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Childrearing

Hey Teens, Have Lots Of Sex But Stay Off Facebook!

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 Hey Teens  Have Lots Of Sex But Stay Off Facebook  200166564 001 300x300 jpgIn the latest hand-ringing news about teenagers and the ills of Facebook, a study has determined that kids who spend time on social media sites are more likely to use illegal substances, drink, and smoke cigarettes. The logic is that while perusing photos of their friends and classmates, kids as young as 13 are coming across images of their peers holding up liquor bottles and cigarettes looking cool above comments of praise. Meanwhile, another recent study recent revealed that teenagers who are having sex in committed relationships are less likely to engage in “delinquent” behavior than their “hooking up” counterparts.

Msnbc reports:

On a typical day, 70 percent of teens ages 12 to 17 — 17 million teenagers — spend from a minute to hours on Facebook, Myspace and other social networking sites, according to The National Center on Addiction and Substance Abuse (CASA) at Columbia University.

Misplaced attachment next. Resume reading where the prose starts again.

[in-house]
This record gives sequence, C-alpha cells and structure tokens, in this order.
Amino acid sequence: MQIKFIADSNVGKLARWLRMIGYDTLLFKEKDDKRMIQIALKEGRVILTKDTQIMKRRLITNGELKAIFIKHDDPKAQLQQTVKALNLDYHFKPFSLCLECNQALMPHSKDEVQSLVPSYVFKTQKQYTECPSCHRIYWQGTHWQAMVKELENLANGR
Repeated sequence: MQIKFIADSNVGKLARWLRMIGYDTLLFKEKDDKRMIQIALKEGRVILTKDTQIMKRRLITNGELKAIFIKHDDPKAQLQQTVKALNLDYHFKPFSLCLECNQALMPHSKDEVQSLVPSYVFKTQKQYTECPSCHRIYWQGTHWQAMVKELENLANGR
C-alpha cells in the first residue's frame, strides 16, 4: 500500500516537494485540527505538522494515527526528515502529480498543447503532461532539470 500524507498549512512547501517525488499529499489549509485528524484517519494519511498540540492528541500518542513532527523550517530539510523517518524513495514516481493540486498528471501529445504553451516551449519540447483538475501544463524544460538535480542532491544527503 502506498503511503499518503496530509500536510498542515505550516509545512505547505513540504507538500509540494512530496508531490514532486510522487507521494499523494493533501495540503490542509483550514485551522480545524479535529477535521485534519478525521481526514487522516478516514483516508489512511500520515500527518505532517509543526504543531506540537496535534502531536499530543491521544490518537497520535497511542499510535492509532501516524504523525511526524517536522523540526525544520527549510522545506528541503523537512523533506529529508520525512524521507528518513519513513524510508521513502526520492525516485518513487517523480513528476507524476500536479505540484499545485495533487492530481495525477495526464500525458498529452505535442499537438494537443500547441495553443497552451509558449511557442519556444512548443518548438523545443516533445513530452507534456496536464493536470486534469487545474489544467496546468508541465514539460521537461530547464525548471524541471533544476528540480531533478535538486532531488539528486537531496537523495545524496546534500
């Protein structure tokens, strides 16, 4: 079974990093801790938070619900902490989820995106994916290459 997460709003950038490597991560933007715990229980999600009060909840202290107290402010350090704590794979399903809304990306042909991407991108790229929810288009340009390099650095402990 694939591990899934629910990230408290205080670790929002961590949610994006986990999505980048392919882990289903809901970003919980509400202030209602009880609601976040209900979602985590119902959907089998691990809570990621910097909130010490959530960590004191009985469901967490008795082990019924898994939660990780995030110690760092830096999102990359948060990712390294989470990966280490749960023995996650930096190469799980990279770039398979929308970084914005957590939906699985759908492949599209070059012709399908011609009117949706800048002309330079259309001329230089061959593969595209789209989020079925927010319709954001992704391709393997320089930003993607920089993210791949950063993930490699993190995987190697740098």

But for this same age bracket, social-network-savvy teens are five times more likely to use tobacco; three times more likely to use alcohol; and twice as likely to use marijuana than teens who do not spend any of their day on social networking sites.

I would argue that teenagers see drinking, smoking, and drug use among their peers anyway, regardless of how busy they are with their Facebook accounts. Whether you’re at a birthday party and the neighbor boy shows you the key to his parents’ liquor cabinet or you’re walking by the gym after school and spot some kids lighting up — you see it. Facebook doesn’t present kids with images they haven’t already seen. Drugs and drinking exist at every school, no matter the pedigree which is all the more reason to ensure that your kids make good choices when confronted with those scenarios.

As far as the sex study is concerned, researchers deduced that kids who were having sex in relationships “spend more one-on-one time with their boyfriends or girlfriends, and less time with their friends, have fewer opportunities to get into trouble.” Or perhaps that’s less time fiddling around on Facebook, looking at countless images of all that drug use.

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